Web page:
Natalie Portman is addressing the unspoken rules that women face in society — and at one event in particular.
On Saturday, the Oscar winner talked about her new film “May December” during the Cannes Film Festival, noting that the movie’s theme of “performing femininity” was relevant to the French event itself.
“Performing femininity is ... something I’m definitely very curious about,” she said at a press conference for the film. “The different ways that we as women are expected to behave — at this festival, even — compared to men. How we’re supposed to look, how we’re supposed to carry ourselves.”
She added: “The expectations are different on you all the time, and it affects how you behave. Whether you’re buying into it or whether you’re rejecting it or whether you’re doing something in between, you’re definitely defined by the social strictures upon you.”
According to Portman, the “different roles we play in different environments” are of special interest to director Todd Haynes, whose film “Carol” similarly touched on that idea in 2015.
Natalie Portman said the theme of her new film was relevant to the Cannes Film Festival and its expectations for women.
Ironically, multiple women were reportedly denied entry to the Cannes premiere of “Carol” that year because they didn’t wear high-heeled shoes. Filmmaker Asif Kapadia, for example, said that his wife had been briefly turned away.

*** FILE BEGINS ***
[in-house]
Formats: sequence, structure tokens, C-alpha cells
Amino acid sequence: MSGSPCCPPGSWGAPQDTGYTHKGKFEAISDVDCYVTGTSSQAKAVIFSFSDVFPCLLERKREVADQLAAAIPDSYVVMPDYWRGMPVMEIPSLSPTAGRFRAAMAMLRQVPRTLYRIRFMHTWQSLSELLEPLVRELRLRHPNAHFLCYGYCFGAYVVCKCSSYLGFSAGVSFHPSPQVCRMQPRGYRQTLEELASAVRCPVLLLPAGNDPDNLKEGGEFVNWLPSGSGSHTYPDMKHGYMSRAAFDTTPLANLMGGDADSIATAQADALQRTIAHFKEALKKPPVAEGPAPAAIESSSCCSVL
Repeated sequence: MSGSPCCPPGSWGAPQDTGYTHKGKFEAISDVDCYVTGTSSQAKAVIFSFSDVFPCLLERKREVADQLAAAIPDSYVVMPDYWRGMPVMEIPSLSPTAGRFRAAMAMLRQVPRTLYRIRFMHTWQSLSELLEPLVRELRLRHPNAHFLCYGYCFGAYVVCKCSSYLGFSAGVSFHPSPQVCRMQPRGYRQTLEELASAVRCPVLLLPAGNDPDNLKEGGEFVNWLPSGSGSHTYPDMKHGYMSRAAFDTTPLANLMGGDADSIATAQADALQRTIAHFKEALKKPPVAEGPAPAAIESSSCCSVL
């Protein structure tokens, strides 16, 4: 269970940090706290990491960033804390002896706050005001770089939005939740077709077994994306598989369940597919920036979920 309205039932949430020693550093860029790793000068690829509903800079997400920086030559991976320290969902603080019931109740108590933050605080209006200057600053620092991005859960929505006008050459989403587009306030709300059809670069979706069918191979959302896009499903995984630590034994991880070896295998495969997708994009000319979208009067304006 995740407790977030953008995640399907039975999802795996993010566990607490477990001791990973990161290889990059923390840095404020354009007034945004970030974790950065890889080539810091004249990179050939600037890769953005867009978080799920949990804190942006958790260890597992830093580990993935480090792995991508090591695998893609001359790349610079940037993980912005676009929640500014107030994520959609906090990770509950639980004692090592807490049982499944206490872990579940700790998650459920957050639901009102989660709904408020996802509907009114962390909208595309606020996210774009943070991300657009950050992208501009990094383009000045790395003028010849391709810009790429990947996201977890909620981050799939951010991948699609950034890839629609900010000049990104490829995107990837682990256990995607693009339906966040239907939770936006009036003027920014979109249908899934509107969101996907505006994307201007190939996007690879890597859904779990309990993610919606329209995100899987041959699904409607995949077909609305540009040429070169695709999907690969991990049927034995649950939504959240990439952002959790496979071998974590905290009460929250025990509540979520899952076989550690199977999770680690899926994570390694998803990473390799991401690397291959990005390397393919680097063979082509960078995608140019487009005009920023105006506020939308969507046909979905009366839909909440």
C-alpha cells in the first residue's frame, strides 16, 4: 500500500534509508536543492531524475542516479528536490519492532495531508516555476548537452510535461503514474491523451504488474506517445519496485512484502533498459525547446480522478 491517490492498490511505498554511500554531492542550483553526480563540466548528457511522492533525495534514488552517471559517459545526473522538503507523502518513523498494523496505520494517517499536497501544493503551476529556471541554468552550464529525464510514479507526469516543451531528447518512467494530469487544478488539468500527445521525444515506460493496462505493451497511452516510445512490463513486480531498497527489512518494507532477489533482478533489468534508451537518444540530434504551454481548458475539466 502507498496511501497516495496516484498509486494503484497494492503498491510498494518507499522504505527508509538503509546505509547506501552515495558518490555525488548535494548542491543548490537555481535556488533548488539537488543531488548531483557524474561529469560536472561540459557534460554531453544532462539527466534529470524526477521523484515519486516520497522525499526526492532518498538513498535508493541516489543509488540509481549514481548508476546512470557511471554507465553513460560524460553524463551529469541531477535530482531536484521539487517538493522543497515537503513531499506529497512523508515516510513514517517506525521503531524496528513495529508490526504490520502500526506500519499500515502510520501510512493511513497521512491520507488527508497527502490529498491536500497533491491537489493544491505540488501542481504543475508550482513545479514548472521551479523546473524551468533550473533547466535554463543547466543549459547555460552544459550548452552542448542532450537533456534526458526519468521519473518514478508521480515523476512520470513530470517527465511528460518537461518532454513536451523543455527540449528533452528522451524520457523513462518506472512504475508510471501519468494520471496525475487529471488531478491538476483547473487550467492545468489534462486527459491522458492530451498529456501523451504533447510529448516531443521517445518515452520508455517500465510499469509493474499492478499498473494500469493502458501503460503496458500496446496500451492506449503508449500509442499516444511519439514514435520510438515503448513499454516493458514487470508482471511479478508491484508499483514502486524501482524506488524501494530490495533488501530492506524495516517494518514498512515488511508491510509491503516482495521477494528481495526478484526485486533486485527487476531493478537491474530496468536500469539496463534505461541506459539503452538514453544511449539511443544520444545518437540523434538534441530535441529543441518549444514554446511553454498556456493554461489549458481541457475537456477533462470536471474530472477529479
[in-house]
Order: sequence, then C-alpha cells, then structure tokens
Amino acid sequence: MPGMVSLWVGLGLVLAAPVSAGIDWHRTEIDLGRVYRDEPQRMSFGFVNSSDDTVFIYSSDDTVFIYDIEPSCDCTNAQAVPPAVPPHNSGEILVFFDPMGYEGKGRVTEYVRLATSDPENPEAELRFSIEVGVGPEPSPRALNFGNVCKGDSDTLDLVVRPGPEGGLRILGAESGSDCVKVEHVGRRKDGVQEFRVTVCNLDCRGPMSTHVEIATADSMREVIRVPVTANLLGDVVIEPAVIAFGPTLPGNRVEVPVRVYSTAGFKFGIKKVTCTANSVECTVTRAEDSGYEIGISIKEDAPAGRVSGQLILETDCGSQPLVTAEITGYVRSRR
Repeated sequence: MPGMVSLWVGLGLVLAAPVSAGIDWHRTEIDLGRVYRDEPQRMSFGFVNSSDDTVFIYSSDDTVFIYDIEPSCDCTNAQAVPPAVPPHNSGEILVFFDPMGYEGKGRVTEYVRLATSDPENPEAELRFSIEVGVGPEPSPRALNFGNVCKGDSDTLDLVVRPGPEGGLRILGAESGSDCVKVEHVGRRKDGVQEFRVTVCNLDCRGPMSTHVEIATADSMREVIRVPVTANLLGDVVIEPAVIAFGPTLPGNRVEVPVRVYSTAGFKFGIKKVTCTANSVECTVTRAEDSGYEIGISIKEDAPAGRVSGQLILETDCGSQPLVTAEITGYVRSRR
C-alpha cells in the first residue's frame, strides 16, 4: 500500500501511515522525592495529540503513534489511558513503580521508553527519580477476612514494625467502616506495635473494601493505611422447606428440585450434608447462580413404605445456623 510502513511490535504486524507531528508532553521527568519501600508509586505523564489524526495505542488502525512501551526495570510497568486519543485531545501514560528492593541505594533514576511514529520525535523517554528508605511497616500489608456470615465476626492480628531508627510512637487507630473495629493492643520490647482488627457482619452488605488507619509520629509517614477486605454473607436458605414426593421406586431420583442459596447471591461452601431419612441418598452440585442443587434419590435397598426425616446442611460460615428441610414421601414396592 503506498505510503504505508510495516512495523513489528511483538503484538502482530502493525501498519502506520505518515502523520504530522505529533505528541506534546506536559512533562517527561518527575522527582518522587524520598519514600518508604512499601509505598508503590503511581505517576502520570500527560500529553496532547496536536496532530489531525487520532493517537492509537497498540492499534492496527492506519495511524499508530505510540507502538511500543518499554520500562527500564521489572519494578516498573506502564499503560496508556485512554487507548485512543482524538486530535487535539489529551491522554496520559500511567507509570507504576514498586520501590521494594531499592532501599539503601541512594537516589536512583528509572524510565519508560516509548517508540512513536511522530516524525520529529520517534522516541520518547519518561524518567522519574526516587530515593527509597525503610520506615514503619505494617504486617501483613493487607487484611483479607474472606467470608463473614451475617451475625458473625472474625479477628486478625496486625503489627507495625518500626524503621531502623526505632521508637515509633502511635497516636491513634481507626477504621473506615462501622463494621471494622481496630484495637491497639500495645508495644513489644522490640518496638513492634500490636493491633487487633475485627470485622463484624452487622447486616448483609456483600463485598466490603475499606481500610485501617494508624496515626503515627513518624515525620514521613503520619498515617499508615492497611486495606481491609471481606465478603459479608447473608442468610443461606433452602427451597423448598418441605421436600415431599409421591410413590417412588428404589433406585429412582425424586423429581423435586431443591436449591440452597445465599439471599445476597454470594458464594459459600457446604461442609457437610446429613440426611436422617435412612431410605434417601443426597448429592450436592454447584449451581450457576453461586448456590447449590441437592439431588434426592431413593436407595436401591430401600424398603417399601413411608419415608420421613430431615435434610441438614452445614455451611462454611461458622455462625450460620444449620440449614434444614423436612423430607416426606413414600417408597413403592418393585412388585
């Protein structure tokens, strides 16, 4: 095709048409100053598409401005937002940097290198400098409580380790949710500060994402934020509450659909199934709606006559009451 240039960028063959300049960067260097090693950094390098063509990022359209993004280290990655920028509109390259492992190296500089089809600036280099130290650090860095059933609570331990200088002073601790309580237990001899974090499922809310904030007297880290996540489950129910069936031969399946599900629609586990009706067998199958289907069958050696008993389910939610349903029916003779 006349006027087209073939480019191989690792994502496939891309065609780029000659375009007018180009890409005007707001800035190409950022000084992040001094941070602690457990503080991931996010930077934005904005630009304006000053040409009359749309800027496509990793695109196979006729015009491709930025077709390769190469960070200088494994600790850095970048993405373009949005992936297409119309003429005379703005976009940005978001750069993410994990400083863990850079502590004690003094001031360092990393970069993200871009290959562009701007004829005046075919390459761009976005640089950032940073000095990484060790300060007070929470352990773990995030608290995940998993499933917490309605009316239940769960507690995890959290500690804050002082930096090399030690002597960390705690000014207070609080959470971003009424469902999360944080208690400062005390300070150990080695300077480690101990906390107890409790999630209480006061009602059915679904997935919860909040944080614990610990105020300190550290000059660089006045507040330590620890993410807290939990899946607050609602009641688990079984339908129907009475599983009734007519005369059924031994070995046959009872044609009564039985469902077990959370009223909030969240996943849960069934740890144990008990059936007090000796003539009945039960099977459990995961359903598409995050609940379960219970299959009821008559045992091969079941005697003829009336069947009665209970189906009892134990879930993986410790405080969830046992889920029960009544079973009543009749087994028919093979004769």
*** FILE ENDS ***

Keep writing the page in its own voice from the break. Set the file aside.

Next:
“I think everyone should wear flats, to be honest,” actor Emily Blunt said in response to the news at the time, calling it “very disappointing.”
In the years following the “Carol” premiere, some festival attendees began to push back on event’s apparent expectations for women. Julia Roberts famously walked Cannes’ red carpet barefoot in 2016, while Kristen Stewart publicly ditched her Christian Louboutin heels in 2018.
Portman made her comments this weekend as Cate Blanchett appeared at the festival barefoot and Jennifer Lawrence walked the red carpet in flip-flops.
Speaking alongside Portman, “May December” co-star Julianne Moore offered her own thoughts on the gender divide.
“Women are not a minority group. We’re 50% of the global population. So it’s important to be treated as such,” Moore said.